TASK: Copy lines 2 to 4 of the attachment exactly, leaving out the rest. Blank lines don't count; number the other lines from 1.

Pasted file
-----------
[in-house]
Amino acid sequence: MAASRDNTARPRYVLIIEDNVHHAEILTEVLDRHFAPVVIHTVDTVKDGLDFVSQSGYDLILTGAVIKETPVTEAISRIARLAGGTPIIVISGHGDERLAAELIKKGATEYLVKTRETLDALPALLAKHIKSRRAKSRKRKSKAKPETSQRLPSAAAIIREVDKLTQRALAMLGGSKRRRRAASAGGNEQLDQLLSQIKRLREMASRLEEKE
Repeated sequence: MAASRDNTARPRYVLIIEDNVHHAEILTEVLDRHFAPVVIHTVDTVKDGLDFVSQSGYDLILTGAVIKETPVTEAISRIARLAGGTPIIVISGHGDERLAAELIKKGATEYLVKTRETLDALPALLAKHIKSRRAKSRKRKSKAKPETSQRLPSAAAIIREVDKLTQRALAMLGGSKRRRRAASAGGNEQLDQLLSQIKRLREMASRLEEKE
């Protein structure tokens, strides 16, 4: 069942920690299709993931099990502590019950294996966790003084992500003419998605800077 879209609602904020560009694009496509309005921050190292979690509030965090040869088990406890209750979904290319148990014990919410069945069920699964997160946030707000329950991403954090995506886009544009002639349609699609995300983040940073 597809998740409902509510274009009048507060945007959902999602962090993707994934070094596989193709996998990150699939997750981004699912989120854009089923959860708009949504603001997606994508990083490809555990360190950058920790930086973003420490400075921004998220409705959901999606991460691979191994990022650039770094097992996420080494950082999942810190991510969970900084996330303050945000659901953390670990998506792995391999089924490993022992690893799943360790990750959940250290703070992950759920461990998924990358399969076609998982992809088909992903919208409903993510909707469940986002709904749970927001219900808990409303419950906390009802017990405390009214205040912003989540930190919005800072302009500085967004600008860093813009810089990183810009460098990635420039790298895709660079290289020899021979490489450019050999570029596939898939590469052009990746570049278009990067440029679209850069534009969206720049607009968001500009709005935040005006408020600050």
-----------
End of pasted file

Amino acid sequence: MAASRDNTARPRYVLIIEDNVHHAEILTEVLDRHFAPVVIHTVDTVKDGLDFVSQSGYDLILTGAVIKETPVTEAISRIARLAGGTPIIVISGHGDERLAAELIKKGATEYLVKTRETLDALPALLAKHIKSRRAKSRKRKSKAKPETSQRLPSAAAIIREVDKLTQRALAMLGGSKRRRRAASAGGNEQLDQLLSQIKRLREMASRLEEKE
Repeated sequence: MAASRDNTARPRYVLIIEDNVHHAEILTEVLDRHFAPVVIHTVDTVKDGLDFVSQSGYDLILTGAVIKETPVTEAISRIARLAGGTPIIVISGHGDERLAAELIKKGATEYLVKTRETLDALPALLAKHIKSRRAKSRKRKSKAKPETSQRLPSAAAIIREVDKLTQRALAMLGGSKRRRRAASAGGNEQLDQLLSQIKRLREMASRLEEKE
């Protein structure tokens, strides 16, 4: 069942920690299709993931099990502590019950294996966790003084992500003419998605800077 879209609602904020560009694009496509309005921050190292979690509030965090040869088990406890209750979904290319148990014990919410069945069920699964997160946030707000329950991403954090995506886009544009002639349609699609995300983040940073 597809998740409902509510274009009048507060945007959902999602962090993707994934070094596989193709996998990150699939997750981004699912989120854009089923959860708009949504603001997606994508990083490809555990360190950058920790930086973003420490400075921004998220409705959901999606991460691979191994990022650039770094097992996420080494950082999942810190991510969970900084996330303050945000659901953390670990998506792995391999089924490993022992690893799943360790990750959940250290703070992950759920461990998924990358399969076609998982992809088909992903919208409903993510909707469940986002709904749970927001219900808990409303419950906390009802017990405390009214205040912003989540930190919005800072302009500085967004600008860093813009810089990183810009460098990635420039790298895709660079290289020899021979490489450019050999570029596939898939590469052009990746570049278009990067440029679209850069534009969206720049607009968001500009709005935040005006408020600050």